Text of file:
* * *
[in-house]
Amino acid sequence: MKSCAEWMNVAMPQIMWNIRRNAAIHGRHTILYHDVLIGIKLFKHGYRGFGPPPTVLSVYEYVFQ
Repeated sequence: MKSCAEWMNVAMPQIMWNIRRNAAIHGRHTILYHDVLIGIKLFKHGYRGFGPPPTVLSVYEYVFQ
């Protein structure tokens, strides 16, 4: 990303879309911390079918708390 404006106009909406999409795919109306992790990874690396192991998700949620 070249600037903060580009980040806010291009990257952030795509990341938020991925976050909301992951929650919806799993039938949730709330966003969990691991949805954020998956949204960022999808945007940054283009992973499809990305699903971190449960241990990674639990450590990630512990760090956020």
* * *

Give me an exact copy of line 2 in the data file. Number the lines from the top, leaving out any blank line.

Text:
Amino acid sequence: MKSCAEWMNVAMPQIMWNIRRNAAIHGRHTILYHDVLIGIKLFKHGYRGFGPPPTVLSVYEYVFQ